Small joys of life are very important to make life easier for those affected by the disease. Activities that were previously fun for those affected should be planned and carried out again with the social environment. Sufferers should avoid any situation of stress. It is also advisable to join a self-help group. There, those affected can exchange ideas with other sufferers and get to know new ways of living with the disease.

In addition, those affected do not feel left alone with the disease. Those affected should adapt their lifestyle to the disease as much as possible. The profession that is practiced should also be compatible with the illness. Those affected should never exert themselves physically or mentally.

Those affected should also obtain sufficient information from their doctor about the disease and inform themselves independently. In this way, each situation of the disease can be dealt with appropriately. Relatives should also be sufficiently informed in order to be able to deal appropriately with those affected.

You can do that yourself

Dealing with this disease represents a significant challenge for those affected and their relatives. In everyday life, support and cooperation with a psychotherapist should therefore be sought.

There are numerous complaints that are often difficult to process. In order to reduce situations of emotional overstrain to a minimum, cognitive stability is extremely important. Self-confidence needs to be strengthened and should be built up every day through small successes. Humor and joie de vivre are two important components of everyday life. They support further development and have a positive influence in overcoming everyday challenges. The way of life should be adapted to the possibilities of the person concerned. Situations of physical overexertion or mental overstrain are to be avoided as a matter of principle.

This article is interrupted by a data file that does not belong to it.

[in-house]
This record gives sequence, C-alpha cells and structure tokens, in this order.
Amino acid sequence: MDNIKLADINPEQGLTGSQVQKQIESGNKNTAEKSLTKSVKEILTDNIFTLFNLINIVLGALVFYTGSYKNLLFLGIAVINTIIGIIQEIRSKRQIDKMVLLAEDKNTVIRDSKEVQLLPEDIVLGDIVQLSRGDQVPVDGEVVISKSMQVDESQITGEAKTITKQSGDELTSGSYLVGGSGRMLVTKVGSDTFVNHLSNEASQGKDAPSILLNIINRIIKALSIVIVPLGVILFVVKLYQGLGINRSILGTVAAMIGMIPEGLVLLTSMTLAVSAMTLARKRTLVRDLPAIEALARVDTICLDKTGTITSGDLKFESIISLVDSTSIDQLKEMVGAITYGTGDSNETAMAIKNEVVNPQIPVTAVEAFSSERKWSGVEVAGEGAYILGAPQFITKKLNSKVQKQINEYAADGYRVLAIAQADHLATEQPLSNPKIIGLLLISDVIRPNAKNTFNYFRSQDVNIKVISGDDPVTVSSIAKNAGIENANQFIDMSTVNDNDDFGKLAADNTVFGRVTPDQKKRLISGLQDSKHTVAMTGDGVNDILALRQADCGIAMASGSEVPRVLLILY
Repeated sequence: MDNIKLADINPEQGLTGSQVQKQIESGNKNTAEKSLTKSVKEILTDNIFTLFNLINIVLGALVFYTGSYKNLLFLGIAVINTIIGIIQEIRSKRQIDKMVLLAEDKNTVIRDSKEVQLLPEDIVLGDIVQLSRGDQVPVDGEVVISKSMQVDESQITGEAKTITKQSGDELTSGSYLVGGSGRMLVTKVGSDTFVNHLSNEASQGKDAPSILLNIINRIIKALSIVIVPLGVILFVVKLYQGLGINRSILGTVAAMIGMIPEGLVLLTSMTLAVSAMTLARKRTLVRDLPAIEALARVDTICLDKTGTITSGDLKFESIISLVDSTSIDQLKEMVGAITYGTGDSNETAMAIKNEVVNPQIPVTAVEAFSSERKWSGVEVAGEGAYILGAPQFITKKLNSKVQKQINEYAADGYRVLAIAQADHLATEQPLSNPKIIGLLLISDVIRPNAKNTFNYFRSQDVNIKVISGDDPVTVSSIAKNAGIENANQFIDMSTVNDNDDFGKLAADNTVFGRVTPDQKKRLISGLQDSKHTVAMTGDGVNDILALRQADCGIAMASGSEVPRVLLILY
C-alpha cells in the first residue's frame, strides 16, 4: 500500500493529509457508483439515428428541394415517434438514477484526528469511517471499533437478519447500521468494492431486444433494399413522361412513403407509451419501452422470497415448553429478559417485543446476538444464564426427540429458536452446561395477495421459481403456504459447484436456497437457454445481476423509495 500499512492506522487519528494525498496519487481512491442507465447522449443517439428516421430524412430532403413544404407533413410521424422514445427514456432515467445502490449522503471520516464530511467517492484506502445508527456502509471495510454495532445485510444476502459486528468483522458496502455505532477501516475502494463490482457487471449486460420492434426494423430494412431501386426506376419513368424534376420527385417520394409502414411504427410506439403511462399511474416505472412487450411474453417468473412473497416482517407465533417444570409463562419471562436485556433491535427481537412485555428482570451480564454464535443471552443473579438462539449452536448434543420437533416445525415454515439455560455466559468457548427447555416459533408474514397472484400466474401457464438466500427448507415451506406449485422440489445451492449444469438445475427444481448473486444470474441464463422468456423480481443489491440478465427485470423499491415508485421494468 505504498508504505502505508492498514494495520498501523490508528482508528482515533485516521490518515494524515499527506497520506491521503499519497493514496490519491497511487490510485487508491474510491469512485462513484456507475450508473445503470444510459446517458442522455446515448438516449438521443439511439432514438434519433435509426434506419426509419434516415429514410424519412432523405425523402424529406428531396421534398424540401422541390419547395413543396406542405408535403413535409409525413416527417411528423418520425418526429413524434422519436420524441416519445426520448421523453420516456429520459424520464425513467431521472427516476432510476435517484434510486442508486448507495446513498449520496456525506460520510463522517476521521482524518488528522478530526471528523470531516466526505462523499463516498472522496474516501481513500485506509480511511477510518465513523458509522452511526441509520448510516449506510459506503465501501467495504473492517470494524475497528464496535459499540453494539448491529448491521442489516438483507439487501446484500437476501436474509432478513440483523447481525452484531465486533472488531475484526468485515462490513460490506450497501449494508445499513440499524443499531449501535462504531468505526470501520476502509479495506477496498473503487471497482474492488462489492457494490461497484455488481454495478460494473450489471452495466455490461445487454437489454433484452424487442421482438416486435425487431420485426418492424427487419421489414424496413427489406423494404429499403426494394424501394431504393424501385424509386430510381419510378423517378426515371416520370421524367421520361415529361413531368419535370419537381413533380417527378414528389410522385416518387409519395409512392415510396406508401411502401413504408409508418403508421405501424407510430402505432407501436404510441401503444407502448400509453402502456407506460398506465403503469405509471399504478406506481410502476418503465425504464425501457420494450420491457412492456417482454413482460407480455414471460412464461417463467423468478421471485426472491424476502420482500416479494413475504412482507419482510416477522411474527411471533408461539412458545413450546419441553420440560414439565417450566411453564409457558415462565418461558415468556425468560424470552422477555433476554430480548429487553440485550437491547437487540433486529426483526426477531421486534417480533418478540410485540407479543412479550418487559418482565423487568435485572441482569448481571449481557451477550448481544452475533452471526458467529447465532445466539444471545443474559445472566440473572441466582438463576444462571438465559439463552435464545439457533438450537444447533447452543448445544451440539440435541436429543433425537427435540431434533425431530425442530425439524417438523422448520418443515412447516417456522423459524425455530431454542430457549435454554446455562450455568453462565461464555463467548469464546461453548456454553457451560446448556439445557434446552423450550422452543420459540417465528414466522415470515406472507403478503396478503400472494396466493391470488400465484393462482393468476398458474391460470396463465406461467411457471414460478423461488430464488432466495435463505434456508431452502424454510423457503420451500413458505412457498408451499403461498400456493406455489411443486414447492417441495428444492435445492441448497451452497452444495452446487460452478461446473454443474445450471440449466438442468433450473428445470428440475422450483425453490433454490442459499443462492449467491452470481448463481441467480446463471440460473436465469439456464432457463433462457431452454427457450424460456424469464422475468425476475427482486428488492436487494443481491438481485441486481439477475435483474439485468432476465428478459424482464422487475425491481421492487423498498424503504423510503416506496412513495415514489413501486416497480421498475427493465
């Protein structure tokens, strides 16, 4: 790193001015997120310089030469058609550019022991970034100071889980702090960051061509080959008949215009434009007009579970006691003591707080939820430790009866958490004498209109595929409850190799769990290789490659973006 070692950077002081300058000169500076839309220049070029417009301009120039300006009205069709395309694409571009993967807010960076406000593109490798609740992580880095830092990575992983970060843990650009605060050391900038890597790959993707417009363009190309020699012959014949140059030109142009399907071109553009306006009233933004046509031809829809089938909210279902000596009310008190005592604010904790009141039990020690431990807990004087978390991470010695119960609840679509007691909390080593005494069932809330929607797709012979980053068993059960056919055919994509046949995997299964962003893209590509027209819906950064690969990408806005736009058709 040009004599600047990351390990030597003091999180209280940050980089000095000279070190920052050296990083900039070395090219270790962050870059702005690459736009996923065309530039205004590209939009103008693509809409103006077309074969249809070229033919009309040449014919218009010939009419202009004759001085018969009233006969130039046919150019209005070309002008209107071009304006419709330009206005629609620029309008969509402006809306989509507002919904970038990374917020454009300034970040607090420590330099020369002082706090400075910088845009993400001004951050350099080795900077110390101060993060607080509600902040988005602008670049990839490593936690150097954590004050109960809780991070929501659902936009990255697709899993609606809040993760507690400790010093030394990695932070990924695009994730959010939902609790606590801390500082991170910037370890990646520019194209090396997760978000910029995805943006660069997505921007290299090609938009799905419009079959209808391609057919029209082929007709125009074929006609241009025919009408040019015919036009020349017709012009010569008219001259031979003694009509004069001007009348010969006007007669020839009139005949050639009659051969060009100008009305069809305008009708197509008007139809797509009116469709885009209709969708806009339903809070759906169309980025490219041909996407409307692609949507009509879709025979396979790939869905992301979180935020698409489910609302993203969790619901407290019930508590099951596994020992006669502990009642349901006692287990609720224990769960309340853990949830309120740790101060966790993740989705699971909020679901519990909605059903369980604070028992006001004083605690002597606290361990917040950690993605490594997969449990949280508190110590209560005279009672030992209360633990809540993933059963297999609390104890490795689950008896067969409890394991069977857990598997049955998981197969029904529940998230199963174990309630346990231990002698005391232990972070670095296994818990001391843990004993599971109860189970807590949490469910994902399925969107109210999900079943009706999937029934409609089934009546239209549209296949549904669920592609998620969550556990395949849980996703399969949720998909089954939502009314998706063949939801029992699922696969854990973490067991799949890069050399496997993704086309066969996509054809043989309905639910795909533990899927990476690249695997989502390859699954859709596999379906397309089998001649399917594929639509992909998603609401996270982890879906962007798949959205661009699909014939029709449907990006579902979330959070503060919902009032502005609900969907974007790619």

In addition, comprehensive information about the disease and all possible symptoms is extremely important. The responsibility for the current level of information lies not only with the treating doctor, but also with the person concerned or their relatives. Doing your own research helps to expand your own knowledge. The knowledge about further events helps to cope with sudden developments and ensures more sovereignty in these cases. In this way, situations of fear or panic can be better managed.

WAGR Syndrome